Tough Love from 2016 & 2017 Predictions

By Ken Phelan
Posted in Infrastructure, Security, Virtualization
On January 05, 2017

2016 was a tough year for celebrities and not an altogether great year for IT. I’m going to break from my normal annual predictions format and cover two things as we start 2017. I’m going to talk about lessons we need to learn from 2016 and things we should look forward to in 2017.

2016’s Tough Love

Weak IT = Weak Cyber. For a number of years, IT budgets have been shrinking on the whole while cyber budgets increase. This is not working. Cyber is too dependent on solid IT operations to be effective as a silo. Patching, identity management, and application management are critical for cyber and require a virile IT operations organization.

Cloud Security Is Not a Check Box. Many customers allowed business units to directly get their needs from the cloud. In pilot modes, this didn’t cause many problems, but as some of these solutions moved to production, they got hacked. Apparently checking the "Yes, I’d like security on my cloud solution" box did not completely secure the solution. This doesn’t really have to do with an inherent flaw in cloud security; it just needs to be provisioned correctly by someone in your IT department who understands your company’s assets and risk.

End Users Are Not in Charge. In a rush to provide a better IT experience, many IT groups worked to make a more consumable IT experience. BYOD, corporate app stores, and many other programs are designed to make users feel like internal IT was in the business of their personal satisfaction. Yes, but…

Yes, but not to the detriment of the company’s business needs. Yes, but not in a way that endangers company assets. End users can ask for anything they’d like. Sometimes we need to say no.

This Isn’t Staples and There Is No “Easy Button.” There are a number of technologies promising to solve everything without additional process discipline or headcount. They’re lying. Machine learning, behavior analytics, and isolation technologies all show promise. None of them are magic. None of them solve all the problems we have today.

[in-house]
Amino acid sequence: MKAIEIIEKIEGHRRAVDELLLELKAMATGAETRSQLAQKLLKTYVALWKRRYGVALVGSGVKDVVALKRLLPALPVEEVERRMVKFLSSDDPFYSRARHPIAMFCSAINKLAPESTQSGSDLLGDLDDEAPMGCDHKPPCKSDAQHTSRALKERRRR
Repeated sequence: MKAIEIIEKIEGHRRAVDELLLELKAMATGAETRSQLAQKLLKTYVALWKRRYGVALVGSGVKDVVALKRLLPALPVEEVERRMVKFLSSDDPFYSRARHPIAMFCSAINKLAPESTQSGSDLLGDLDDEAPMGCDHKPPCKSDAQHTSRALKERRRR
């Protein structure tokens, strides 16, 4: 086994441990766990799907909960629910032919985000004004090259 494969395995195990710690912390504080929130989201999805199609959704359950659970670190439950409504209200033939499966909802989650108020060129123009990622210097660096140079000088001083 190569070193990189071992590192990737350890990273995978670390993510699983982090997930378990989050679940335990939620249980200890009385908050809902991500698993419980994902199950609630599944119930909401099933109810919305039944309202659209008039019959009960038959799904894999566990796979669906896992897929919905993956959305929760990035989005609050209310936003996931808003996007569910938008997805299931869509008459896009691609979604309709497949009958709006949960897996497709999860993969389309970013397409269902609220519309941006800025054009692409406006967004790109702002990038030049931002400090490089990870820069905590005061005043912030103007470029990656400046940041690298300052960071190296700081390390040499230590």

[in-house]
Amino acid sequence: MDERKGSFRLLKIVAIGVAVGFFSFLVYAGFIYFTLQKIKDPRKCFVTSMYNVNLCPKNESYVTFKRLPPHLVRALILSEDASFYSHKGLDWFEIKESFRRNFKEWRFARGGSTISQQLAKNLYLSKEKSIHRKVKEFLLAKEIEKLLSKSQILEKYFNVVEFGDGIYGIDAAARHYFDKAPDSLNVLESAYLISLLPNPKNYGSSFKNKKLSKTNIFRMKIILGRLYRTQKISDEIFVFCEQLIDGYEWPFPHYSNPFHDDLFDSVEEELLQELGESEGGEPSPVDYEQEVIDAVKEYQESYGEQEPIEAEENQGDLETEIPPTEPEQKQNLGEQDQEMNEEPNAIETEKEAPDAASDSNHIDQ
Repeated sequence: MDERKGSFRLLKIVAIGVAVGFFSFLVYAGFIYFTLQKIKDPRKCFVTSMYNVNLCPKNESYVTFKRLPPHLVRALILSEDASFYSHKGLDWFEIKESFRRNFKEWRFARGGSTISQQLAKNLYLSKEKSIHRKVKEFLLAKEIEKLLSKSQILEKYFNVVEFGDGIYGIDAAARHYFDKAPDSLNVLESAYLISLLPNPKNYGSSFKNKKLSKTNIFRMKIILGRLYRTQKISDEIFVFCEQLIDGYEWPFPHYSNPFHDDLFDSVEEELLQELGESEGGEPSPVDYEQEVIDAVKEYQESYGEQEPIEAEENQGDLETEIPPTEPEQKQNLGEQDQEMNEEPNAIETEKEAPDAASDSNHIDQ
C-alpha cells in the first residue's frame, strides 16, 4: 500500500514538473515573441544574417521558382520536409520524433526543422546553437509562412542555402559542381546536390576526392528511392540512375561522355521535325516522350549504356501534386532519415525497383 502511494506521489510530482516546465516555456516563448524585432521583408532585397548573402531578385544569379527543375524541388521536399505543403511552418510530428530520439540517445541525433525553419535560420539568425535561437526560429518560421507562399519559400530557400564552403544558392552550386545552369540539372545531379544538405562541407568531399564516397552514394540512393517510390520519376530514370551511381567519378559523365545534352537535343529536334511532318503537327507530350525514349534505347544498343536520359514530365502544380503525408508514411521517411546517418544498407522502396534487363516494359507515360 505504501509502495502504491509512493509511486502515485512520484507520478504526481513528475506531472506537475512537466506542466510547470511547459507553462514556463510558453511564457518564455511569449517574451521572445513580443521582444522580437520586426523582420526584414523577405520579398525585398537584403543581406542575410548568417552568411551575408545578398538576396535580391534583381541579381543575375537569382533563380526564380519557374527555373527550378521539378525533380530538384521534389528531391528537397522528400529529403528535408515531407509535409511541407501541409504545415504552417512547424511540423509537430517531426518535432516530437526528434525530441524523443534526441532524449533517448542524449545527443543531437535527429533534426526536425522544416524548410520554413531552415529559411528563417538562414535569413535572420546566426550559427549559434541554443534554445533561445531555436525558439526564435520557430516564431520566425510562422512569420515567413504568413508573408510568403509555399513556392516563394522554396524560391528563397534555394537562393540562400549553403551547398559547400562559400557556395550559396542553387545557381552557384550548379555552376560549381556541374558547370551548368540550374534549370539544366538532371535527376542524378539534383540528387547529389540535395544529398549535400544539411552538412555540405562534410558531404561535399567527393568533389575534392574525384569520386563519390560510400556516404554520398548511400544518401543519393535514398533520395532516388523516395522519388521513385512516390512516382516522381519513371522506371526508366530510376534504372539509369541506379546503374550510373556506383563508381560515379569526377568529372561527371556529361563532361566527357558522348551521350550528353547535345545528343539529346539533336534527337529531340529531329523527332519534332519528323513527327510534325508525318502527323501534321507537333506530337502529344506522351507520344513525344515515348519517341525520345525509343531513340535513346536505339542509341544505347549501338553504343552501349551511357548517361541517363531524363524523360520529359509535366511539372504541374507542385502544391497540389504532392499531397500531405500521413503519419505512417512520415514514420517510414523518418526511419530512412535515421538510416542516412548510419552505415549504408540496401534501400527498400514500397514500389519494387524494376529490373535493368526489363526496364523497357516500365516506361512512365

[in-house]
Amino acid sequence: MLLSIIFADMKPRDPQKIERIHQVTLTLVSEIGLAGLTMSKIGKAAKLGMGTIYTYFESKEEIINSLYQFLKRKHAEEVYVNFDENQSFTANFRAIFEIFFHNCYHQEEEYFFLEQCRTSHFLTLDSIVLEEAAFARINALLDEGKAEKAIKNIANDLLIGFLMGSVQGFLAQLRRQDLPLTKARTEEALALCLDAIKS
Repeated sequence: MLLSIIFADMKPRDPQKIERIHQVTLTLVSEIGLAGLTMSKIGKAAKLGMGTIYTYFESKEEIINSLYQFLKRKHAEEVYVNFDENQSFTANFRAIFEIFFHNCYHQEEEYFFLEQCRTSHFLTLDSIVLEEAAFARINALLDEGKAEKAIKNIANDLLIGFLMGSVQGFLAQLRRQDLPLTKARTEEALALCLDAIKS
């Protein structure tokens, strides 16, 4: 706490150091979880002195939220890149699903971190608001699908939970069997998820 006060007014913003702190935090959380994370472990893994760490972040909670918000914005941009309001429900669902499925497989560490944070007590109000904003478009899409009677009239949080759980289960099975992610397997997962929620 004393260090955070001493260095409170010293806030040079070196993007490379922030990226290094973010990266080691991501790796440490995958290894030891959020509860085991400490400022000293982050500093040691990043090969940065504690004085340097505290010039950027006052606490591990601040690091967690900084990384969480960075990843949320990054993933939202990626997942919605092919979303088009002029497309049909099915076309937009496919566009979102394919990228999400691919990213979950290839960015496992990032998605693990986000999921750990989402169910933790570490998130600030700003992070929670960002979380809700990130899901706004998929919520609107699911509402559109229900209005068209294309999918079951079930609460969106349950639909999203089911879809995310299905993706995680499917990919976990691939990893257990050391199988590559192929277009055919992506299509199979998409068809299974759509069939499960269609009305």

2017 Predictions

IOT. There isn’t much we can do about people hacking into consumer devices for large scale denial of service attacks. However, I do think that parts of the IOT world will get serious in 2017. We get serious regarding corporate owned IOT. If you’re in cyber for a hospital and have no idea how to secure your own medical IOT devices, you need to fix that. Ditto for industrial control systems in places like public utilities and pharmaceuticals.

The Internet Is Dark. I blogged on this earlier this year. We’re going to be relying more and more on end point and proxy to give us key vantage points into unencrypted traffic.

Insurance Industry Wakes Up. People have been looking at cyber insurance as a means to mitigate some of their risk. Most of the policies that exist today are so narrowly written that they’re not much of a mitigation. Two things are happening here. First of all, there’s a market. Customers want it. Second of all, the insurance industry is getting smarter about what kind of risk any given client has. In the end, I think this helps everyone.

Mobility Hacks Come of Age. Expect more cell phone-specific hacks this year. It’s a great opportunity as more and more commercially valuable data is on cell phones and we haven’t done a great job protecting them.

Windows 10. 24% of business PCs sold are being ordered with Windows 10. That’s less than I expected last year, and surely less than MS would like, but I think 2017 will close the gap. By the end of 2017 more than half of enterprises will be using 2010.

Honestly, looking forward to 2017, I’m probably not concerned about what’s going to happen. I don’t think it’s all that different from what’s been happening already. What I’m really interested in is our reactions to the ongoing changes around us. We don’t control what’s going on, but we do control our reactions. As things get more serious with cyber but IT budgets continue to shrink, how will we react? Will we be more serious about limiting the catalog of IT services we offer? Will organizations try to create better boundaries around secure vs. insecure IT operations? Will shadow IT become a thing of the past?

These are the real questions and it’s something each business will need to work out for itself.


Ken Phelan

Ken Phelan

Ken is one of Gotham’s founders and its Chief Technology Officer, responsible for all internal and external technology and consulting operations for the firm. A recognized authority on technology and operations, Ken has been widely quoted in the technical press, and is a frequent presenter at various technology conferences. Ken is the Chairman of the Wall Street Thin Client Advisory Council.